As soon as an agreement to the commercial terms is achieved, a contract containing the agreed terms will be sent to you for final review. Ideally, this should be reviewed extensively by your company’s lawyer and/or broker so that you can still revise entries within the contract that you are not completely aligned or confident with. One of the few pertaining entries that is often overlooked but you should look out for is the Pre-termination and Reinstatement clauses.


Average time taken up: 3 weeks


4. Contract Execution and Payment

After the final draft of the Contract of Lease is approved by both you and the landlord, the final printed copies will be sent to your office for final review and signature. In some cases, a reservation deposit equivalent to a month of your rent is required by the landlord. This is then applied as part of the security deposit once your lease commences.


Average time taken up: 1 week


5. Fit-out

Once the Contract of Lease has been signed by both you and the landlord, and initial payments have been made, a Contract of Lease is signed and a lease commencement day is identified. Leading up to the lease commencement, usually there is a rent-free period given wherein construction and fit-out of the new office space is allowed.


This ranges anywhere from 30 days to 90 days, depending on the size you’ve leased and the negotiated term that you were able to have the landlord agree with.


At this point, you should have already consulted with contractors and awarded the project to one, for the design and build of your office space. Ideally, consultation with a contractor should be done during the time when you have already shortlisted which buildings to send a Letter of Intent to. These contractors do a free test fit-out wherein they give you a render of the space, layout, costing and timeline of the fit-out. Getting a contractor only after you have already signed a contract will only cost you precious time and resources of your company as they would need time to design, bid, come to an agreement and secure permits with and for you.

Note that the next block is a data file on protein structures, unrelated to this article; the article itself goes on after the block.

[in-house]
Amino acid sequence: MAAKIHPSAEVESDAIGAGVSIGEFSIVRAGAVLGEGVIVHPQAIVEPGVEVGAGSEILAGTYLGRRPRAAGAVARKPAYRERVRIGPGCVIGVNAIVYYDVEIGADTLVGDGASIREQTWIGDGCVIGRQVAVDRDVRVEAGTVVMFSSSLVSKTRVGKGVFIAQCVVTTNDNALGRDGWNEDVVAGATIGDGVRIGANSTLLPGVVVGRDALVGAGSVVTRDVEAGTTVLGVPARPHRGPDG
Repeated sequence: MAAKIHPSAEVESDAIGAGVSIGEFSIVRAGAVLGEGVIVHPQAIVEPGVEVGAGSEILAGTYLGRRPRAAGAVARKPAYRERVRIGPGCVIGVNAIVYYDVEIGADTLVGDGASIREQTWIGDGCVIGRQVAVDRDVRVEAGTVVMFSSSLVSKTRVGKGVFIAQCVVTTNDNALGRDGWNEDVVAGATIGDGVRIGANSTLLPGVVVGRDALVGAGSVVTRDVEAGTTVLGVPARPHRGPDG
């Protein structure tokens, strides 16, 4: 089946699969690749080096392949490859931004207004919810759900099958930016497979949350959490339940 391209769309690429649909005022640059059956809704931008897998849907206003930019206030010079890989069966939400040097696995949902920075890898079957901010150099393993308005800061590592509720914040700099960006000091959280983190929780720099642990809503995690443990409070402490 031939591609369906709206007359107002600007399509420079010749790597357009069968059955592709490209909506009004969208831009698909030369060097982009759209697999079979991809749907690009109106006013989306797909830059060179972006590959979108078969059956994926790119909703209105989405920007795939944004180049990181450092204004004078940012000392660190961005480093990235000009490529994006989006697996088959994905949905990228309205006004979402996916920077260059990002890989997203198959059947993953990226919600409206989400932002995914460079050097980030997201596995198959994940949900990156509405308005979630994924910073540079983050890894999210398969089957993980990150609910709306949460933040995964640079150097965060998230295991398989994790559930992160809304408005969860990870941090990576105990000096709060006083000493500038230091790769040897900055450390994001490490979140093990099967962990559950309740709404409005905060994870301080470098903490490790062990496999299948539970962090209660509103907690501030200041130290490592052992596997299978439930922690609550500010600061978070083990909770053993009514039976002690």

Average time taken up: 4 weeks


6. Handover and Move-in

Finally, after everything that has been said and done, your shiny and new office space is ready for move-in for your lucky employees. To make sure that your office space is well maintained and in top condition, you can hire a property manager to oversee things while you focus on what’s most important, your business.


Total Average Time: 3 months


Office space acquisition can take a lot of time and induce a lot of unnecessary stress. But with the right preparation and with the information we have equipped you over this article, we know that you won’t be blindsided by any of the usual problems that come with it. If you want to skip all of these and have complete liberty of your time and have peace of mind, inquire through contact@manilaofficepro.com and we’ll be more than happy to help you.


“By failing to prepare, you prepare to fail”